Reihan pointed me to Stephen J. Entin’s opinion piece in the Wall Street Journal today attacking Ramesh’s proposal for a family tax credit. As Reihan says, Ramesh is (more than) capable of defending himself, but there were a few statements in the piece that pushed my hot buttons about sloppy argumentation.
Entin says that:
We know, from decades of economic modeling, and observing the revenue feedback when taxes are changed, that each added dollar Washington collects, then spends or gives away (for goods and services, entitlements or tax-transfers), costs the public about $2.50.
Later in the piece, speaking of the 2001 tax cuts, he says that:
The apparent cost of the package led Congress and the administration to phase in the tax reductions over six years. One result was the anemic recovery from the 2000-2001 recession. The delay in bringing down unemployment cost millions of lower-income households more than they got back from the first small hikes in the child credit.
This is exactly the kind of false precision and excessive assertion of knowledge that gives econometrics a bad name. Entin knows what the economic recovery would have looked like over the past several years had various aspects of that tax package relating to changes in marriage penalty, child tax credit and so forth been designed differently? That’s a very impressive ability to predict the performance of the economy in the counterfactual world with different taxes. Naturally, such a “prediction” is completely non-falsifiable. Perhaps he can let us in on the secret of what next year’s GDP and jobs growth will be.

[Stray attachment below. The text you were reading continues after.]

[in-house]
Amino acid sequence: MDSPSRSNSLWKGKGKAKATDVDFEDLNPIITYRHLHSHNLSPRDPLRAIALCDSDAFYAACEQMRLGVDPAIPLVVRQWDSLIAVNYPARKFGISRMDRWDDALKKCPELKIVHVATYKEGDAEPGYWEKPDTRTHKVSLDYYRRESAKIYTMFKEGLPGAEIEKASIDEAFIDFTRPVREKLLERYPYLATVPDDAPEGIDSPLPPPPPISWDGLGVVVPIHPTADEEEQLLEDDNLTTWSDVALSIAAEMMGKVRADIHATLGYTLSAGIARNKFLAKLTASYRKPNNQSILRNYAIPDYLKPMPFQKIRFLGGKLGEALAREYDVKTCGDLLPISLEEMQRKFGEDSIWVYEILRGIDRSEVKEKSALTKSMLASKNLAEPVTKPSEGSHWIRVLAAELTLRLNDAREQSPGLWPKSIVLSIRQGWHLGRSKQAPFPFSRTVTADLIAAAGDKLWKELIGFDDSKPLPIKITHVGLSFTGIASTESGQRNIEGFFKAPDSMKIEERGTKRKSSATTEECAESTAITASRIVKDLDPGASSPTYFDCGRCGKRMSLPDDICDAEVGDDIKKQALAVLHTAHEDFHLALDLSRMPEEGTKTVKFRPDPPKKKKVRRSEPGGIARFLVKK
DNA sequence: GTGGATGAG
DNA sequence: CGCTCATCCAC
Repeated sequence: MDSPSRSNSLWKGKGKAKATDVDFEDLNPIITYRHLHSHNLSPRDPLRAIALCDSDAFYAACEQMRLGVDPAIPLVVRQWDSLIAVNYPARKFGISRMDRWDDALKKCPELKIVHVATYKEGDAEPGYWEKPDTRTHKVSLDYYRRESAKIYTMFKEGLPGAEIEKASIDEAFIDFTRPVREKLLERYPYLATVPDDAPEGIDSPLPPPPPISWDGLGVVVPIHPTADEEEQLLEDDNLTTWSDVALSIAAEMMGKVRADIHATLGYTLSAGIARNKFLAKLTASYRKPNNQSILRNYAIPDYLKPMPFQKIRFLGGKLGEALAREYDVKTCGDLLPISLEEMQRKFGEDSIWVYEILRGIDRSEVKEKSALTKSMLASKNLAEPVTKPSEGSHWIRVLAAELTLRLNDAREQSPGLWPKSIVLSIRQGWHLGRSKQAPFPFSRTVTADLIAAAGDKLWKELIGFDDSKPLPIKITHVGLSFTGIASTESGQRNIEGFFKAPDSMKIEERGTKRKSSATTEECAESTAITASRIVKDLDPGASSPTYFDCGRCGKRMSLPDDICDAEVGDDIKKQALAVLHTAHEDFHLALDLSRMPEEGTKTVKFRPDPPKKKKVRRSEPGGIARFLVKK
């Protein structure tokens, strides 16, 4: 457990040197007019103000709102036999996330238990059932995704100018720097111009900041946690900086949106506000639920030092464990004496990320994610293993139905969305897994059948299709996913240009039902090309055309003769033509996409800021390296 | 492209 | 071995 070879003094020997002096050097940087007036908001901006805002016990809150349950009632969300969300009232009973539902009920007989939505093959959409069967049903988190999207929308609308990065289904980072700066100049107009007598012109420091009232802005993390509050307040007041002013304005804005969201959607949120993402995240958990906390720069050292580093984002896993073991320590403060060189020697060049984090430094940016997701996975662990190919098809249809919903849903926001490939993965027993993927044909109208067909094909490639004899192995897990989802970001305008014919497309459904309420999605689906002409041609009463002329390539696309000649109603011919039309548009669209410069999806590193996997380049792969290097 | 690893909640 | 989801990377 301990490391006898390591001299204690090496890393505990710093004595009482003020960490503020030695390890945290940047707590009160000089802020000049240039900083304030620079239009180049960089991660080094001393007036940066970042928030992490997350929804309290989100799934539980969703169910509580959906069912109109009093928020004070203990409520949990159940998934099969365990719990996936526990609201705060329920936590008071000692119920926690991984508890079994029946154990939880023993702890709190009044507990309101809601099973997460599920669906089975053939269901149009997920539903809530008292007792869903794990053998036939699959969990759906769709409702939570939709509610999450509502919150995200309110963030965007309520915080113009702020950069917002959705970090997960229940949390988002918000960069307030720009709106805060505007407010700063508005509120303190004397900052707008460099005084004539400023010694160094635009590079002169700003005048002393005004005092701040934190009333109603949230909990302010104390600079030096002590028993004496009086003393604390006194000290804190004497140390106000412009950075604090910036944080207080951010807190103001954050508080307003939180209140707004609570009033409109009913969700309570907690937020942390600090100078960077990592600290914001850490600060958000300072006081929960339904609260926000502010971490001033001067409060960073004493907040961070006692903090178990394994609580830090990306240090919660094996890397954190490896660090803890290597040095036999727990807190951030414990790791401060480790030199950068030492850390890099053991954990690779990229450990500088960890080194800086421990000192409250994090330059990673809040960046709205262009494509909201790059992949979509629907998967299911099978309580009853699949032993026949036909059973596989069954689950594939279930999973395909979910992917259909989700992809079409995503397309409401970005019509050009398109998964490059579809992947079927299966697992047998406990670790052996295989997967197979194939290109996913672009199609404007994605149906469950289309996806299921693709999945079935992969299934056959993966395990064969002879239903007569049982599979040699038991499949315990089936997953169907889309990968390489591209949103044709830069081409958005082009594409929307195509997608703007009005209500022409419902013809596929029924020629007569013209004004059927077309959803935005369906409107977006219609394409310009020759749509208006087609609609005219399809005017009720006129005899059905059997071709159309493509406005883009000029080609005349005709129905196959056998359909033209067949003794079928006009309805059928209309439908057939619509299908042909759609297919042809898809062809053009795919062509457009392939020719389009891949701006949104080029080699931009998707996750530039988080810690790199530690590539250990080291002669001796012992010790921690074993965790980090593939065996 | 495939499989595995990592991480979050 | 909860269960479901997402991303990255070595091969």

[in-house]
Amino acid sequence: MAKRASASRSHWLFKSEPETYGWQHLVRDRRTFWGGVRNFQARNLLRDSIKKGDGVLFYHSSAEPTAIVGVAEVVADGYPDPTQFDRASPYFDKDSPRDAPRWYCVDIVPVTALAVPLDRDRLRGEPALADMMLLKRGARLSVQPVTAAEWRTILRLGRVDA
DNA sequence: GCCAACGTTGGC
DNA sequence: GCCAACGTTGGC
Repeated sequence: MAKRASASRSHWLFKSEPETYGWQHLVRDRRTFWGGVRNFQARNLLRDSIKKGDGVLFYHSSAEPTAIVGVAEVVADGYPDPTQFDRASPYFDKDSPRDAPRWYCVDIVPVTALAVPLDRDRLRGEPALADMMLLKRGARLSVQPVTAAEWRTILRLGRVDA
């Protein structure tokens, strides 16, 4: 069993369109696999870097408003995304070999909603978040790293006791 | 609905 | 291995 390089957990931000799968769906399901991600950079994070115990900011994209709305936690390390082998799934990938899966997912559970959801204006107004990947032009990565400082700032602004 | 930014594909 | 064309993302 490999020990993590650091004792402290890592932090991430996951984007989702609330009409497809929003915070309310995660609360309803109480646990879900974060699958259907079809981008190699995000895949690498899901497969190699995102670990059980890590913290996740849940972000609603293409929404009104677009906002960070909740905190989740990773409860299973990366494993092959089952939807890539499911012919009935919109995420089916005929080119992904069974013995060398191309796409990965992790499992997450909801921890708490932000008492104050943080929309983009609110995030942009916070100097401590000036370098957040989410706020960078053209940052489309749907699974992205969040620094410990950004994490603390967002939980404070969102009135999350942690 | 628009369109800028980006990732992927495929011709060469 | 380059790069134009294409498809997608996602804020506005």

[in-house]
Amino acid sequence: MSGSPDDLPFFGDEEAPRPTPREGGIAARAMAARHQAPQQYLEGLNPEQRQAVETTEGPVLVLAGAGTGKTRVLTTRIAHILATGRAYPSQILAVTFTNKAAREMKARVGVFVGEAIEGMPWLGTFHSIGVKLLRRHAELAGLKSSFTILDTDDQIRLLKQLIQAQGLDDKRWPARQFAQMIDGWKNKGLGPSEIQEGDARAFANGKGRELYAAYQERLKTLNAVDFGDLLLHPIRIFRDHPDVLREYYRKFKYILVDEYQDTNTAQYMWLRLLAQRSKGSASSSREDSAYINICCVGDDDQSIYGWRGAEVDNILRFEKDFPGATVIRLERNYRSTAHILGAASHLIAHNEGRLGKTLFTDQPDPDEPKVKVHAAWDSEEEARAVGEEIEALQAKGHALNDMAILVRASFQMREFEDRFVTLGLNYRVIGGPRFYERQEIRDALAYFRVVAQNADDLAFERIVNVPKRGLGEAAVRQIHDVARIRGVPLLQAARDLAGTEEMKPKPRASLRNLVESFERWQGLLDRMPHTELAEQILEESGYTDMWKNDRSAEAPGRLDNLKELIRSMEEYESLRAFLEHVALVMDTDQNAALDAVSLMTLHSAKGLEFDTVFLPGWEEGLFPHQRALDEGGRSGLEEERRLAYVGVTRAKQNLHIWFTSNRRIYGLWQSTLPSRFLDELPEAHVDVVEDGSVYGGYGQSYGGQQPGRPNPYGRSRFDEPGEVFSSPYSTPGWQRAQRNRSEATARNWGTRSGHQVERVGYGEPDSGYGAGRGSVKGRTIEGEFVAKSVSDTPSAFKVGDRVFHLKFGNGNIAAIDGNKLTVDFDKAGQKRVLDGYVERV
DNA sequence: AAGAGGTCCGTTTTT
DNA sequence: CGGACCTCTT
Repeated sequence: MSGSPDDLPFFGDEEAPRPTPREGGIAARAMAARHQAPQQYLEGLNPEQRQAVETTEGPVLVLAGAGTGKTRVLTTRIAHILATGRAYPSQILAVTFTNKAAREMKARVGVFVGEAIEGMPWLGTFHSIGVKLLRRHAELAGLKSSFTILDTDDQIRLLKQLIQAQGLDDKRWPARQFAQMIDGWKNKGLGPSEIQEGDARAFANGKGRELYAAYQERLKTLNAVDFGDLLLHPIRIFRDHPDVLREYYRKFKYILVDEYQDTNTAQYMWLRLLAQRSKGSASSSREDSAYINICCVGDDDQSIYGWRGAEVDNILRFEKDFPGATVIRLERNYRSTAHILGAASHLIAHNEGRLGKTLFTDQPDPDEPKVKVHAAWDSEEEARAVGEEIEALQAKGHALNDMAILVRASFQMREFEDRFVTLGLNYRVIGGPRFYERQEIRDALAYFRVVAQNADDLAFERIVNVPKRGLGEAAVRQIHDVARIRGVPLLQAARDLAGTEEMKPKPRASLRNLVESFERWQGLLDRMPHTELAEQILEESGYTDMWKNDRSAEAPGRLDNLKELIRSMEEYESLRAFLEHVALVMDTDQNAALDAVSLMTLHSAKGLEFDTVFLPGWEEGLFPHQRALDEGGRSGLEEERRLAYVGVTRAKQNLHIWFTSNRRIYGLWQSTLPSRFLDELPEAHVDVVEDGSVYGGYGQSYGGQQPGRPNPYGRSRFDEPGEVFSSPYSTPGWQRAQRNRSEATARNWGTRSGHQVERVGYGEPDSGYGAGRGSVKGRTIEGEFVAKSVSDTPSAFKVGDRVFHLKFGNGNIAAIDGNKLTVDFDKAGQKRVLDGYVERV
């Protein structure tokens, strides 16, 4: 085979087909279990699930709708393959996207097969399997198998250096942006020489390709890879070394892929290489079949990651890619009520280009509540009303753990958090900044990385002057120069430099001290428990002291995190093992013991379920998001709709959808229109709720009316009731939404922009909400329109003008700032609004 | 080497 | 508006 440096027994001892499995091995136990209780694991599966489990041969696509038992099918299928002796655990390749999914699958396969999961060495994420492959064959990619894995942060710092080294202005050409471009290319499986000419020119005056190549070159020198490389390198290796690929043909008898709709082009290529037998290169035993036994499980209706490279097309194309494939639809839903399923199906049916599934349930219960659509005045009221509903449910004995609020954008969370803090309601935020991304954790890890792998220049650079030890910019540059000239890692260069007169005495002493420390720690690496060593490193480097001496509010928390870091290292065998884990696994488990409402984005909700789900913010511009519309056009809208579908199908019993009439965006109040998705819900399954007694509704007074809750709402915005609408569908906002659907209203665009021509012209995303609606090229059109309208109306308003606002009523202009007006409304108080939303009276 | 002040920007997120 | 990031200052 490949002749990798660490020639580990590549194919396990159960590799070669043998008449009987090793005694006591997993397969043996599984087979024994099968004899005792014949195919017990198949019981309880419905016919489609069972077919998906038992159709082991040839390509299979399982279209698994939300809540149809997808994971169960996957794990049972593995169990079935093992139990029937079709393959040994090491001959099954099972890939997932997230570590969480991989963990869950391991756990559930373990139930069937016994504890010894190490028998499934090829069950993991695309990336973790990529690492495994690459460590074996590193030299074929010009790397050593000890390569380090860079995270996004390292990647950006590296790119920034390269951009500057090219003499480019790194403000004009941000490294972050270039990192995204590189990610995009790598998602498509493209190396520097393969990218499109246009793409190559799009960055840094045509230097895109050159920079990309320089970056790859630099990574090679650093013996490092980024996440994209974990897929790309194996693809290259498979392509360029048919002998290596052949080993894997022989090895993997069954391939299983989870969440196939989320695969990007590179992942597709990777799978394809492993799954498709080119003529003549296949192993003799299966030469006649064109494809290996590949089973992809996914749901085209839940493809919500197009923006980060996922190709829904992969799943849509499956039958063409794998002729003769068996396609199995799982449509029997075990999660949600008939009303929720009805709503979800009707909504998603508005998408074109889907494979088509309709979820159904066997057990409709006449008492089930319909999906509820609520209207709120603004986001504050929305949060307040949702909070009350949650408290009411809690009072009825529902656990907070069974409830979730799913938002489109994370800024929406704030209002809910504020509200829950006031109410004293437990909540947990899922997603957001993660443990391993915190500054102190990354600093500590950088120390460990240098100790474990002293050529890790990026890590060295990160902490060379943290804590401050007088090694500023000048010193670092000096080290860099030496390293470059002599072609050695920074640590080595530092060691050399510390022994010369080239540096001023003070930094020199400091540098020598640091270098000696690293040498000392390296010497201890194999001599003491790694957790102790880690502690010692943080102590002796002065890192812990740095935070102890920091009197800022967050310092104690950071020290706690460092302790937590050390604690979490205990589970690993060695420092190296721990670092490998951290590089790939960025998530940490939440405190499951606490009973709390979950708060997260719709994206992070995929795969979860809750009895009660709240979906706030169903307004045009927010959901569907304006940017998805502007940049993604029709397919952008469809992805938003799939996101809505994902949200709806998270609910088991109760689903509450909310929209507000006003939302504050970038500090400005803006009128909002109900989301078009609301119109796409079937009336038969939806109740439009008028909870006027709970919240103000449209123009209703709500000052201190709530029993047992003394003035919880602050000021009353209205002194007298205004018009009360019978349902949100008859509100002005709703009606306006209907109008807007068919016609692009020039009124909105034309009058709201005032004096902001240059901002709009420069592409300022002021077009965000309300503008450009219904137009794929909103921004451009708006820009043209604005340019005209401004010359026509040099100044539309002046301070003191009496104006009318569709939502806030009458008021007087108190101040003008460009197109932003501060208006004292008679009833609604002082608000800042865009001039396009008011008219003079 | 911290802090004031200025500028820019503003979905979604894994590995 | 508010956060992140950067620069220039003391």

He knows that each dollar of tax costs us $2.50? Really – that would be tough to model with certainty without knowing, to choose one example, what the odds and costs of encouraging an adversary to start a war would have been in the counterfactual world with lower US defense expenditures. There are a bunch of guys running hedge funds right now who are feeling the effects of over-estimation of their ability to predict just such risk.
Further on, he says that:
The bottom half of the income distribution pays barely 3% of the income tax. According to the Tax Foundation, over 40% of the population owes no federal income tax…
True, but of course Ramesh has proposed that this benefit be credited chiefly against payroll taxes, not the income tax. Federal income tax receipts were a substantial minority of all taxes collected in the US last year. When you consider the total tax burden by income quintile, the picture looks a bit different, and a responsible argument would confront this.
Look, I think that in a perfect world the federal government would be much smaller, and federal income tax rates would be much lower, flatter and simpler. I think that we can get to such a world over time. I think that the central focus of conservative tax policy needs to be on growing the whole pie of the economy, rather than distribution of the pie. But we don’t live in a perfect world, and it seems to me that consideration of this proposal in the year 2008 needs to be seen in the light of achievable tax code changes, impacts of this proposed change on coalitional politics and so forth. There is a respectable pro-growth argument rooted in practical reality that the right thing to do is always to lean into the wind to make each incremental change to tax codes in the direction of lower, flatter and/or simpler. It’s too bad that Entin doesn’t make it.
( cross-posted at The Corner )